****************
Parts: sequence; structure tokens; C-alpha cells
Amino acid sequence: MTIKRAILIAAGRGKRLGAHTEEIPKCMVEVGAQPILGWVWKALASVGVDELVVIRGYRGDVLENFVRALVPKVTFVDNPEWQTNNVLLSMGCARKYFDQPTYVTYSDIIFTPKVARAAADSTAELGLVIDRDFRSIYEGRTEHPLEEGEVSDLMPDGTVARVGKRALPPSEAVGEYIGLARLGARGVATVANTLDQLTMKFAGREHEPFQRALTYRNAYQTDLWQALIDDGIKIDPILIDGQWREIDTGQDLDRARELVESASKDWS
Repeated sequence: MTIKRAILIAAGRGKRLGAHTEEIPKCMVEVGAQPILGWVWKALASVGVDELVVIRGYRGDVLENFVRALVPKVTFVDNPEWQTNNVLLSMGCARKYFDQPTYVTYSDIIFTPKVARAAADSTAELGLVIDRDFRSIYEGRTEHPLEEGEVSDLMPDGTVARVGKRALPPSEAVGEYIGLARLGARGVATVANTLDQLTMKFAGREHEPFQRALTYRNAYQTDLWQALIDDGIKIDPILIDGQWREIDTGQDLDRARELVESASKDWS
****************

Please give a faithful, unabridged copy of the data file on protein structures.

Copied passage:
Parts: sequence; structure tokens; C-alpha cells
Amino acid sequence: MTIKRAILIAAGRGKRLGAHTEEIPKCMVEVGAQPILGWVWKALASVGVDELVVIRGYRGDVLENFVRALVPKVTFVDNPEWQTNNVLLSMGCARKYFDQPTYVTYSDIIFTPKVARAAADSTAELGLVIDRDFRSIYEGRTEHPLEEGEVSDLMPDGTVARVGKRALPPSEAVGEYIGLARLGARGVATVANTLDQLTMKFAGREHEPFQRALTYRNAYQTDLWQALIDDGIKIDPILIDGQWREIDTGQDLDRARELVESASKDWS
Repeated sequence: MTIKRAILIAAGRGKRLGAHTEEIPKCMVEVGAQPILGWVWKALASVGVDELVVIRGYRGDVLENFVRALVPKVTFVDNPEWQTNNVLLSMGCARKYFDQPTYVTYSDIIFTPKVARAAADSTAELGLVIDRDFRSIYEGRTEHPLEEGEVSDLMPDGTVARVGKRALPPSEAVGEYIGLARLGARGVATVANTLDQLTMKFAGREHEPFQRALTYRNAYQTDLWQALIDDGIKIDPILIDGQWREIDTGQDLDRARELVESASKDWS